Times deputy editor and stylebook guru Philip B. Corbett is the very special host of this week's Talk to the Newsroom feature, and the Q&A has been pretty entertaining if you're a total nerd for grammar and usage. (The Life in Hell-ish "banned" phrase list is pretty great.) It's also been full of questions that the Times has answered before—in one case, quite literally! Also? Now that everyone can read nearly everything the Times has ever printed for free, there's really no reason for people to keep asking the exact same "Mr. Loaf" question.
The legend is that the Times once referred to Meatloaf as "Mr. Loaf" in a hilarious example of their stodginess or something. And yes, they did do this! Once, in 1991, in a jokey film review headline.
But this is the worst. From Corbett's Q&A:
Q. Hello! As a 50-year Times reader now living in Florida, I have always been confused about what appears to be a policy of always using the middle name of a person (as in Daniel Patrick Moynihan) and not with another (as in Al Gore). Can you clear this up for me? Thanks.
— Philip Monger, Miami
A. In handling names, we try to be as consistent as possible, but we also have to consider a person's preference (it's his name, after all) and what will seem familiar to our readers.
For most people, the standard reference is first name, middle initial, last name. That's in keeping with the tone we strive for in the news columns: not starchy but traditional. We don't try for a chatty style peppered with nicknames, slang or faddish expressions.
But if a well-known person prefers to use a nickname or short form, we do so: Bill Clinton, Al Gore. And if someone is regularly referred to with a full middle name, we will reflect that, as with Daniel Patrick Moynihan. (We haven't been entirely consistent with him, though: a quick check of our archives reveals 5,507 references to Daniel Patrick Moynihan, but 325 to Daniel P. Moynihan).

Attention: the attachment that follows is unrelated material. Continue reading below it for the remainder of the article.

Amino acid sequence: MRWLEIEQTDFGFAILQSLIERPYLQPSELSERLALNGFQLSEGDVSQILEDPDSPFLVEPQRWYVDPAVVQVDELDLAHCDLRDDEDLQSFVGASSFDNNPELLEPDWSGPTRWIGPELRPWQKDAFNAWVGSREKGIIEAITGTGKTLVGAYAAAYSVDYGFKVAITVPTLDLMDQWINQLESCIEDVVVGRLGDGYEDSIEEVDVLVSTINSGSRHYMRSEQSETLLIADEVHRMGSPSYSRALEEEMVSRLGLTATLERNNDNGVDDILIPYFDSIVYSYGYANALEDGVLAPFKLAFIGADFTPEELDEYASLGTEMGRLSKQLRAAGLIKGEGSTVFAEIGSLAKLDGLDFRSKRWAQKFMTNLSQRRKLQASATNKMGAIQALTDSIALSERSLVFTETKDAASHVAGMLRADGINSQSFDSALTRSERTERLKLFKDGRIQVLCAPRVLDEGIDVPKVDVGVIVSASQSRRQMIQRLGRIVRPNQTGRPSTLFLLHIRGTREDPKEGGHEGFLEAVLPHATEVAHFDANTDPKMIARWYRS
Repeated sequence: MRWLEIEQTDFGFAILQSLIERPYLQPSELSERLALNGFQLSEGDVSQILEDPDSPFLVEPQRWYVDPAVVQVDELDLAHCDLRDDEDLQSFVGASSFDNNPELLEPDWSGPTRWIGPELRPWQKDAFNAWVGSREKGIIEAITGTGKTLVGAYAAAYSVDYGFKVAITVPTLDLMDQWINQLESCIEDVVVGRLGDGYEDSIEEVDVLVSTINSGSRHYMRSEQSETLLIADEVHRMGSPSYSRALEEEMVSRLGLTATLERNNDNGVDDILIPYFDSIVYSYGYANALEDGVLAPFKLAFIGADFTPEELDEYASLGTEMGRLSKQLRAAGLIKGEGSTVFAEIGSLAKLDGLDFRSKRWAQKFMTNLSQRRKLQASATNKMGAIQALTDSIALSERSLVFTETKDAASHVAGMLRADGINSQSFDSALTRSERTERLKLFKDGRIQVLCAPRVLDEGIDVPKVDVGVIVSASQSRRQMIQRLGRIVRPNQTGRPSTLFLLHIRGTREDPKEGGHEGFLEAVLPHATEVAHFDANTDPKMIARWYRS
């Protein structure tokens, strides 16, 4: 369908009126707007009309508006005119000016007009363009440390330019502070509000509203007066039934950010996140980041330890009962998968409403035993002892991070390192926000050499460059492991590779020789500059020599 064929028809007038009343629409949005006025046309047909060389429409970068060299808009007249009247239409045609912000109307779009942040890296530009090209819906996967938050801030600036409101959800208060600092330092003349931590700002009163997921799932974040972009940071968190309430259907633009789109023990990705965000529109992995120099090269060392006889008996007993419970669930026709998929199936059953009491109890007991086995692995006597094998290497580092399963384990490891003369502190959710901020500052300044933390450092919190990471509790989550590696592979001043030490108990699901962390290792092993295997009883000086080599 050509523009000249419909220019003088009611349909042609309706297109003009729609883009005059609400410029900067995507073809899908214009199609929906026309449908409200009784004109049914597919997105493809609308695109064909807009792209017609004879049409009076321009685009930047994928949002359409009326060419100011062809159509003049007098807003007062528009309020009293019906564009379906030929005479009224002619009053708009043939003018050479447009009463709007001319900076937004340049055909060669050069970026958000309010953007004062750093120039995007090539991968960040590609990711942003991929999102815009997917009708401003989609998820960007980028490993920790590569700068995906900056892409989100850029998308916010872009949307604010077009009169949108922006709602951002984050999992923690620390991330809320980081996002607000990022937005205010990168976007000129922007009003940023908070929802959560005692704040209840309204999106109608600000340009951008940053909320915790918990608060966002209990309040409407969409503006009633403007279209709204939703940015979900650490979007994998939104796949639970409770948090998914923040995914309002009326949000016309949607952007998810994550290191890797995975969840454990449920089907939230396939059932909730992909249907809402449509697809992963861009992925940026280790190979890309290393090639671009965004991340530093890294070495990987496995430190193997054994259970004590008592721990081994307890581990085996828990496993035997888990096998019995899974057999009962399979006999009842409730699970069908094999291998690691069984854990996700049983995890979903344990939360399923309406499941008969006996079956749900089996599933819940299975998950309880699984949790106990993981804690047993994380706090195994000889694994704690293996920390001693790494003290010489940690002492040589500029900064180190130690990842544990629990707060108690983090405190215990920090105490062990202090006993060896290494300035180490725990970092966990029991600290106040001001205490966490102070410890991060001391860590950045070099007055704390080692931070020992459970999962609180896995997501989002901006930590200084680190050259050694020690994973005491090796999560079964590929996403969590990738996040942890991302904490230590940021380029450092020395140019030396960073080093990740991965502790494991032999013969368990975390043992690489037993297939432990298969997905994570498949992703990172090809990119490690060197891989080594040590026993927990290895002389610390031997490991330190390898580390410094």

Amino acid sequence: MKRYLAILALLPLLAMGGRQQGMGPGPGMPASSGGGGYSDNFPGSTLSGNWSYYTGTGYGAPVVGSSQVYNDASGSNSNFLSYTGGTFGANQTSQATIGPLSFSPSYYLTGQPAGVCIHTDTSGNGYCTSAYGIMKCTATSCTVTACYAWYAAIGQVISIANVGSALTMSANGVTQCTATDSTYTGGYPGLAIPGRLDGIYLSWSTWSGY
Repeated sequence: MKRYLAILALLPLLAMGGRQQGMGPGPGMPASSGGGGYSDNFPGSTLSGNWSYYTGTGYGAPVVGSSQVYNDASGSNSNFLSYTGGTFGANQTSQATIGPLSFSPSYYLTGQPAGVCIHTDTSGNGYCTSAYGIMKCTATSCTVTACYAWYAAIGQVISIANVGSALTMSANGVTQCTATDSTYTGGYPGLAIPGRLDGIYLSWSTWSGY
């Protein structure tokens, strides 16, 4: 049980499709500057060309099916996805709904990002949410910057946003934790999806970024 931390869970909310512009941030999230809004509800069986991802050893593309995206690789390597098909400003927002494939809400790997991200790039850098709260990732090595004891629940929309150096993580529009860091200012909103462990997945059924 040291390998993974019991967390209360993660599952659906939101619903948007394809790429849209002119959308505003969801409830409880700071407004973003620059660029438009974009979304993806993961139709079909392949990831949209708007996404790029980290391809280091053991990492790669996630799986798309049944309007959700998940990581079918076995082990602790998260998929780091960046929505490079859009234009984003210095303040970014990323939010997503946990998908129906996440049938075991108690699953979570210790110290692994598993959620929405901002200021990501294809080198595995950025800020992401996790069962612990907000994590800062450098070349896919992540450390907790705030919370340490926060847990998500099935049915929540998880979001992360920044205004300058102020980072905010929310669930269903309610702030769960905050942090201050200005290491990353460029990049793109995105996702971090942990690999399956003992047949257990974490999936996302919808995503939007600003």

Q. I have been wanting to ask this question for years. You must have a general knowledge of the Time's policy about how people's names are written, namely, when a person's middle name is (always) included or not. My classic example is "Daniel Patrick Moynahan" (RIP).. Why always the "Patrick"? Because he asked for it to be that way? Beacuse somebody else asked for it that way? Was there another prominent "Patrick Moynahan"? Another Senator Moynahan? If I asked for "Demuth" to always be included in my name, would you agree or not? Why?
— Philip (Demuth) Monger, Miami (formerly of Manhattan)
Strum answers the question too, and at slightly greater length, but it's clear that Philip (Demuth) Monger, 50, of Miami, formerly of New York, just loves seeing his name in the Times and will continue asking this question of everyone. We'd like to see Clyde Haberman and Alex Kuczynski tackle it next.
Talk to the Newsroom:
Deputy News Editor Philip B. Corbett [NYT]
Talk to the Newsroom:
Associate Managing Editor Charles Strum [NYT]
Review/Film; Is He Called Just Plain Meat Or Should It Be Mr. Loaf? [NYT]
On Language; Famously [NYT]